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Plaintiff - Appellee,



Defendant - Appellant.

No. 04-6279

(D.C. No. CR-03-006)

(W.D. Okla.)


Before EBEL, MCKAY and HENRY, Circuit Judges.

In this direct criminal appeal, we hold that Defendant Dawn Marie Nelson's waiver of her appellate rights--made before the Supreme Court issued its opinion in Blakely v. Washington, 124 S. Ct. 2531 (2004)--bars our consideration of Defendant's claim that the district court imposed a sentence that violated Blakely. We therefore DISMISS the appeal.

  1. Background

Defendant Dawn Marie Nelson and eight co-defendants were indicted for drug and firearms offenses in early 2003. Nelson agreed to plead guilty to a superseding information. This information charged her with (1) being a felon in possession of a firearm, in violation of 18 U.S.C. § 922(g)(1)-(2); and (2) knowingly and intentionally using a telephone in committing or facilitating distribution of methamphetamine, in violation of 21 U.S.C. § 843(b). The plea agreement entered into by Defendant and the government on February 9, 2004 states:

[D]efendant in exchange for the promises and concessions made by the United States in this plea agreement, knowingly and voluntarily waives her right to:

    1. Appeal or collaterally challenge her guilty plea and any other aspect of her conviction, including but not limited to any rulings on pretrial suppression motions or any other pretrial dispositions of motions and issues;

    2. Appeal, collaterally challenge, or move to modify under 18 U.S.C. § 3582(c)(2) or some other ground, her sentence as imposed by the Court and the manner in which the sentence is determined, provided the sentence is within or below the applicable guideline range determined by the Court to apply to this case. . . .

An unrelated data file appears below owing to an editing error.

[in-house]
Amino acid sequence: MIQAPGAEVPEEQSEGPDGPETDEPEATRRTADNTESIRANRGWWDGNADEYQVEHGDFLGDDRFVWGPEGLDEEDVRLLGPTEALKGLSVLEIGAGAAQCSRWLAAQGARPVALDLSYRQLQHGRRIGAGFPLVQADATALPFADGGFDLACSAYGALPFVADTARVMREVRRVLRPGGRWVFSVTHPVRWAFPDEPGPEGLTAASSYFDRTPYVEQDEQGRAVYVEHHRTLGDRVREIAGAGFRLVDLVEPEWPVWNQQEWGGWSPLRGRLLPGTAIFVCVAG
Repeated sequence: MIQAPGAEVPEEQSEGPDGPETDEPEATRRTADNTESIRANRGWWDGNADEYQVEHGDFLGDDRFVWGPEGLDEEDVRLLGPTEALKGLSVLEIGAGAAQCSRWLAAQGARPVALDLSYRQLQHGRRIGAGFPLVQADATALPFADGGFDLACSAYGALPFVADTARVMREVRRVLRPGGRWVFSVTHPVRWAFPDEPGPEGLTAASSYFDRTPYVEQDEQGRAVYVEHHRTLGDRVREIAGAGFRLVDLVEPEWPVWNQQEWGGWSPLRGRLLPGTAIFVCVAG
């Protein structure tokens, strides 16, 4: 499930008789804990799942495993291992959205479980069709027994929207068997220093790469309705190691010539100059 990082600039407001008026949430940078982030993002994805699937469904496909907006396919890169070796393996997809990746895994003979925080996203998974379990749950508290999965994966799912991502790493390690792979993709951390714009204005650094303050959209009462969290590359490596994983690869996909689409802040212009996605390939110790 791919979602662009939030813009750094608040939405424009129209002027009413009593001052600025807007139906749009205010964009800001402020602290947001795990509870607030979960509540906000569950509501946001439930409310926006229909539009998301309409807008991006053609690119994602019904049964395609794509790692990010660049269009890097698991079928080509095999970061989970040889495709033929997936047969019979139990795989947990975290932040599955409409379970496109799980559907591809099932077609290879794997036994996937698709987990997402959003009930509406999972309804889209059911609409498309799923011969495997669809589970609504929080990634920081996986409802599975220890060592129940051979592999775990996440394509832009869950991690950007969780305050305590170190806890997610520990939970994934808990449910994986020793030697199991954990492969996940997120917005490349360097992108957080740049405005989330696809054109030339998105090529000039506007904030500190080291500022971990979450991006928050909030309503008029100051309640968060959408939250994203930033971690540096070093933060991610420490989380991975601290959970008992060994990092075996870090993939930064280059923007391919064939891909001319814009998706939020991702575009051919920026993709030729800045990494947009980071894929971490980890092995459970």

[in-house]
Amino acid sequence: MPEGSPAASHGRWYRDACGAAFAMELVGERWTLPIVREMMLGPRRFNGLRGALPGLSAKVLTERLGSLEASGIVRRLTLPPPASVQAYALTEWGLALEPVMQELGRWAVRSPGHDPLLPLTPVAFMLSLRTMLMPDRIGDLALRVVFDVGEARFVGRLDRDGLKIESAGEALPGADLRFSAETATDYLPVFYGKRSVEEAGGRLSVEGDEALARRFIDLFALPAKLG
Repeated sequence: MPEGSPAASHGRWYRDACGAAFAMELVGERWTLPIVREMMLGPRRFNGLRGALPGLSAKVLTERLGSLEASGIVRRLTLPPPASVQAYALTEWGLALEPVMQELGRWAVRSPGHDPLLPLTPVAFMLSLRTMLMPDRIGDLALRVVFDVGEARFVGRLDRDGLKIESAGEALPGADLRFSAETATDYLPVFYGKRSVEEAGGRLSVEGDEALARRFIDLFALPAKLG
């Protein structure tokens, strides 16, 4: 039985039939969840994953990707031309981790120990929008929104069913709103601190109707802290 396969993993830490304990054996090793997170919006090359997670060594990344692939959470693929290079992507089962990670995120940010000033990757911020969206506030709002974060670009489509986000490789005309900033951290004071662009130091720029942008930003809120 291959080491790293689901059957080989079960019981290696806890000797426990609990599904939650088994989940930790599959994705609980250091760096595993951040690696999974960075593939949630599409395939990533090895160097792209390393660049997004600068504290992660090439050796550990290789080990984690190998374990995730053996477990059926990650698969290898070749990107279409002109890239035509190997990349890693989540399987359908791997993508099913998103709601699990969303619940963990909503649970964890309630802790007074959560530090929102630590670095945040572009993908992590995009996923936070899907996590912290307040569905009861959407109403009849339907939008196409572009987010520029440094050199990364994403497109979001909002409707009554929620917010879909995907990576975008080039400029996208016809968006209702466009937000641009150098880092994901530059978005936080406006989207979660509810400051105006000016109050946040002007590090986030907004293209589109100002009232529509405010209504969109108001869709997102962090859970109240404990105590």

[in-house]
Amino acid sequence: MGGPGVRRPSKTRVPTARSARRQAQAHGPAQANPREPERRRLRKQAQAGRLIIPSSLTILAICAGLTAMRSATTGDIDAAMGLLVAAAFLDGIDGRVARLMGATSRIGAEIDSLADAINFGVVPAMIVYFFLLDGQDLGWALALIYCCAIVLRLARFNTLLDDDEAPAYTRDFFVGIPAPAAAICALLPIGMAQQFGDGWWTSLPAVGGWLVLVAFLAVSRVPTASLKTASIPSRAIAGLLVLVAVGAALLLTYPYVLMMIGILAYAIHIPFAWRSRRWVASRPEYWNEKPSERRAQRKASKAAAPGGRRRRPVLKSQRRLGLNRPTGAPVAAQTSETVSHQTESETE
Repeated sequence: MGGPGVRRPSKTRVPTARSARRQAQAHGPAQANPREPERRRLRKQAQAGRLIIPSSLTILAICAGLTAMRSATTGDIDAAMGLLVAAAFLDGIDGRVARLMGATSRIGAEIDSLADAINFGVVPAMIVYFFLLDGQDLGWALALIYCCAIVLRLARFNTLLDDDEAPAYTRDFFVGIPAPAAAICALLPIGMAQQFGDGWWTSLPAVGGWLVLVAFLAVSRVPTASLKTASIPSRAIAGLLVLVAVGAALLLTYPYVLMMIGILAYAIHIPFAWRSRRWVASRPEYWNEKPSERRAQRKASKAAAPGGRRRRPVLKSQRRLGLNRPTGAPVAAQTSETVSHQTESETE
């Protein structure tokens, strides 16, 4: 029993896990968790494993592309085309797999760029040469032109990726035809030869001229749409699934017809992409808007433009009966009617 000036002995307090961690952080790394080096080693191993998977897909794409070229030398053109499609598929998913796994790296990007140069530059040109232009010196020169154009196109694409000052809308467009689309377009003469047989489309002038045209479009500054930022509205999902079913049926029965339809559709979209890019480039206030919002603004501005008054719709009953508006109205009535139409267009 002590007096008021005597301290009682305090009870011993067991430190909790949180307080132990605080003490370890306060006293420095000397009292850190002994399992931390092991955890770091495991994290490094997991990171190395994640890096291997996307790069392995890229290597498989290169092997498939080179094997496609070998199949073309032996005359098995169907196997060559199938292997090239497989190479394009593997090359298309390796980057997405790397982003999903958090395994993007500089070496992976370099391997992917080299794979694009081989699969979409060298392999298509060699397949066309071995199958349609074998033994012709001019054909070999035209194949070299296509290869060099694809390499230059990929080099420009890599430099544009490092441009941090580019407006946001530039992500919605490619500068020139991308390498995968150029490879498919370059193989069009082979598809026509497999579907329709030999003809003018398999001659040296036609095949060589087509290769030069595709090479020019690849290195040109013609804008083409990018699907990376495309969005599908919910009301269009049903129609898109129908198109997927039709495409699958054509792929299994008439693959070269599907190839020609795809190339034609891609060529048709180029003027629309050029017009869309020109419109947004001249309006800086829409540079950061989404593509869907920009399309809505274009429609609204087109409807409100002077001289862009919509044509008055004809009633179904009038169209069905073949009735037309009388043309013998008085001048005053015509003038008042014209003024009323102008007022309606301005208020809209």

3. It is provided that (i) defendant specifically does not waive the right to appeal an upward departure from the sentencing guideline range determined by the Court to apply to this case, and (ii) her waiver of rights to appeal and to bring collateral challenges shall not apply to appeals or challenges based on changes in the law reflected in Tenth Circuit or Supreme Court cases decided after the date of this agreement that are held by the Tenth Circuit or Supreme Court to have retroactive effect.

Later on February 9, Defendant pled guilty to the superseding information pursuant to this plea agreement.

In sentencing Defendant in August 2004--some two months after the Supreme Court decided Blakely--the district court pronounced two alternative sentences: one of 168 months' imprisonment based on the application of the sentencing guidelines, and an alternative sentence of 168 months' imprisonment based on the application of the relevant statutes, which was to be imposed in the event that the sentencing guidelines were found unconstitutional. Defendant timely appealed, asserting that the district court improperly enhanced her sentence on the basis of drug amounts that were not ascertained by a jury, in violation of Blakely.(1) After Defendant filed her opening brief in this appeal, the government filed a brief raising, inter alia, the issue of Defendant's appellate rights waiver. Defendant had an opportunity to file a reply brief addressing the government's arguments but failed to do so.

  1. Analysis

"[W]e generally enforce plea agreements and their concomitant waivers of appellate rights." United States v. Hahn, 359 F.3d 1315, 1318 (10th Cir. 2004) (en banc) (per curiam). In considering whether to dismiss appeals brought by defendants who have waived their appellate rights in a plea agreement, we determine whether (1) the appeal falls within the scope of the appellate waiver; (2) the defendant's waiver of his or her appellate rights was knowing and voluntary; and (3) enforcement of the appellate waiver would result in a miscarriage of justice. Id. at 1325.